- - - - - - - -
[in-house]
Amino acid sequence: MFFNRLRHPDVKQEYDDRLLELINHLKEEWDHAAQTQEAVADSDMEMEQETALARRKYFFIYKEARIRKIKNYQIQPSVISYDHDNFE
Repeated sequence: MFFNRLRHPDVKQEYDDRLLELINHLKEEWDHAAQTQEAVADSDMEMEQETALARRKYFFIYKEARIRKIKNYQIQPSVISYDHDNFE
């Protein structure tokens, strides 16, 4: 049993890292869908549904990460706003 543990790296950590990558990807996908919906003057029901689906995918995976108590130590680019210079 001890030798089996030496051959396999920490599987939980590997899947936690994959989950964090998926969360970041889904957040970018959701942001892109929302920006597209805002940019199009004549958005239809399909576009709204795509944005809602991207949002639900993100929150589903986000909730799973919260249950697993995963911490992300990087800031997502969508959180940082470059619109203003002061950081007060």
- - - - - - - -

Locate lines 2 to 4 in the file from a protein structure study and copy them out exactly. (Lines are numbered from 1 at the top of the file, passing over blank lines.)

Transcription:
Amino acid sequence: MFFNRLRHPDVKQEYDDRLLELINHLKEEWDHAAQTQEAVADSDMEMEQETALARRKYFFIYKEARIRKIKNYQIQPSVISYDHDNFE
Repeated sequence: MFFNRLRHPDVKQEYDDRLLELINHLKEEWDHAAQTQEAVADSDMEMEQETALARRKYFFIYKEARIRKIKNYQIQPSVISYDHDNFE
């Protein structure tokens, strides 16, 4: 049993890292869908549904990460706003 543990790296950590990558990807996908919906003057029901689906995918995976108590130590680019210079 001890030798089996030496051959396999920490599987939980590997899947936690994959989950964090998926969360970041889904957040970018959701942001892109929302920006597209805002940019199009004549958005239809399909576009709204795509944005809602991207949002639900993100929150589903986000909730799973919260249950697993995963911490992300990087800031997502969508959180940082470059619109203003002061950081007060």